I got to Rubell tired and grumpy and beat down from a long week and post-apocalyptic traffic. I was ready to check out and pretend to be dazzled by art. I was ready to roll my eyes at Bailly snapping at the class to force out questions. Then Allison Zuckerman’s room happened. And her obnoxiously large and stunning canvases would not agree to be ignored. I quickly got lost in her collision of droopy renaissance boobs, pasted-on googly-like eyes, and obscure Disney characters. I was easily heartbroken by Josh Kline’s Joann, alone on the floor, covering her heart with her knees. Andro Wekua’s unnamed cyborg girl reminded me of all the things I lose when I check out, convincing myself that I’m too tired for life. By the time we got to Liu Chuang’s room of belongings, I was properly convinced that I was a sour, dried up, rotten grape. I’ve never stared so hard at things that came out of someone’s pockets. Things that meant nothing to me, but were priceless to someone on the other side of the world…priceless until they could no longer afford to call anything “without a price”. My heart felt thick when I had to sneak out early. Rushing towards my next obligation.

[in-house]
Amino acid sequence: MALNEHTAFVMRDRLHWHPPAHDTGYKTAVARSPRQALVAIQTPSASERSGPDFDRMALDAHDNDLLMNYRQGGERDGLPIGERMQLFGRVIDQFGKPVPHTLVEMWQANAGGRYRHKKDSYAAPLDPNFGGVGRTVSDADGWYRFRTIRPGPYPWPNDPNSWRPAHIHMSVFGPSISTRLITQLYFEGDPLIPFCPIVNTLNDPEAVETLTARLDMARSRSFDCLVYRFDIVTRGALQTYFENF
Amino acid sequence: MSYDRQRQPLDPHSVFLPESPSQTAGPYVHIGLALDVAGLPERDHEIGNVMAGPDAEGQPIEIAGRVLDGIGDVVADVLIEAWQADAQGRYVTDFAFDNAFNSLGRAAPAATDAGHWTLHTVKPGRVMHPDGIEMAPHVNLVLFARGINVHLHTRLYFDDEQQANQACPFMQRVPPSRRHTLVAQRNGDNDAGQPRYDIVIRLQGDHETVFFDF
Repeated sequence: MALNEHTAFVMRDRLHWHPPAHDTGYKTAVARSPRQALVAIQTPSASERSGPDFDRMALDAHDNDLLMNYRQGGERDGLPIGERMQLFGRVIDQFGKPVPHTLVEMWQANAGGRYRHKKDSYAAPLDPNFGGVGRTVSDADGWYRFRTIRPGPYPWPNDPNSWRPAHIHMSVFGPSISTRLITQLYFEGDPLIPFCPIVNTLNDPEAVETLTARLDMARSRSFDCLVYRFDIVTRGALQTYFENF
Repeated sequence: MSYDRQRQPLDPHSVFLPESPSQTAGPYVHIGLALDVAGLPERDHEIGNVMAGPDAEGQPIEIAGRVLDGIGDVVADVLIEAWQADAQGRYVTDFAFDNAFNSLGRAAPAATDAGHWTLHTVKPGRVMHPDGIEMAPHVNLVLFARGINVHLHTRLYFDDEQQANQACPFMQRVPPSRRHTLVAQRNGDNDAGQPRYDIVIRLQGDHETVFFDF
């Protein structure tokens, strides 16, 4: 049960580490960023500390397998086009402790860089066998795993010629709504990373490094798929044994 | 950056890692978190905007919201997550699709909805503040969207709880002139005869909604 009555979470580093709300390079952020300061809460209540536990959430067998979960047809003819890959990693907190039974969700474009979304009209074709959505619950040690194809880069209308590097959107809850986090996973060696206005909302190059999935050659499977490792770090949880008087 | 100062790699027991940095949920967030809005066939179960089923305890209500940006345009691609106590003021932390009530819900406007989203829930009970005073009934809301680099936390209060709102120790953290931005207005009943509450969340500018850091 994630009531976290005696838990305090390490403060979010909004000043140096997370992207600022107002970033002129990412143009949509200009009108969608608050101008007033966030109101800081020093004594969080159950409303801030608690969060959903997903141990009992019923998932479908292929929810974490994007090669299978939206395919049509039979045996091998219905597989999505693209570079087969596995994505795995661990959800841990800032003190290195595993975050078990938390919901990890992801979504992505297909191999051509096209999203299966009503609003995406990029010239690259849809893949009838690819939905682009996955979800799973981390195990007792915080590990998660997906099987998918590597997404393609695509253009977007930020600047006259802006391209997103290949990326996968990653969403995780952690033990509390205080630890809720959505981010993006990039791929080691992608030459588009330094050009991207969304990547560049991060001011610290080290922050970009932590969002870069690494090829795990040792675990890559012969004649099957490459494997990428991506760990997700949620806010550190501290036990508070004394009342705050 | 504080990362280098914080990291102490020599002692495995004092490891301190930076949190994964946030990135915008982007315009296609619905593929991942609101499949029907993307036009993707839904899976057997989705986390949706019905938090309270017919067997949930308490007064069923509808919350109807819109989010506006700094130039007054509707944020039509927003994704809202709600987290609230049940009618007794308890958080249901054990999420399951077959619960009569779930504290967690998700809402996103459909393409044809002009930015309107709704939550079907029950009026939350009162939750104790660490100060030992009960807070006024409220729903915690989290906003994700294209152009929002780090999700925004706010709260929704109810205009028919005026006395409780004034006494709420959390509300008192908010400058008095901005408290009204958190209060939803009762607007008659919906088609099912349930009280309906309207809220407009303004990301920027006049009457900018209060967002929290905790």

My experience at the Rubell Collection was interesting, to say the least. My professor always talks about how he wants to make his students uncomfortable. He wants to show us the raw realities of life through art. The art I witnessed at the Rubell Collection definitely accomplished that. So many of the artworks were partially disturbing, but in the most beautiful of ways. This piece, for example, was relatively hard to look at. The actual artwork was a fully naked 3-D print of a man. A man whom had apparently been friends with the artist. The figure had a silver tint, which made each crevice within the piece stand out. Every single wrinkle, deformity, and indent was detectable on this piece. To be honest, if I would not have been at an art studio, I would have probably thought the art piece was a real being. So real it made me uneasy. So I decided to make myself and the viewers of this picture even more uncomfortable by taking the closest and most up front picture possible. That way, everyone can see just how intricate this piece of art really is. If you did not know where this picture came from, would you think it was a real man painted in silver? If your answer is yes, how could you deny the potential of art? How could anyone say that art is unimportant or of serving no purpose? THIS IS ART. Art is more real than we think. Art is up, close, AND personal. That’s something the Rubell Collection taught me. That’s how I will remember my experience there.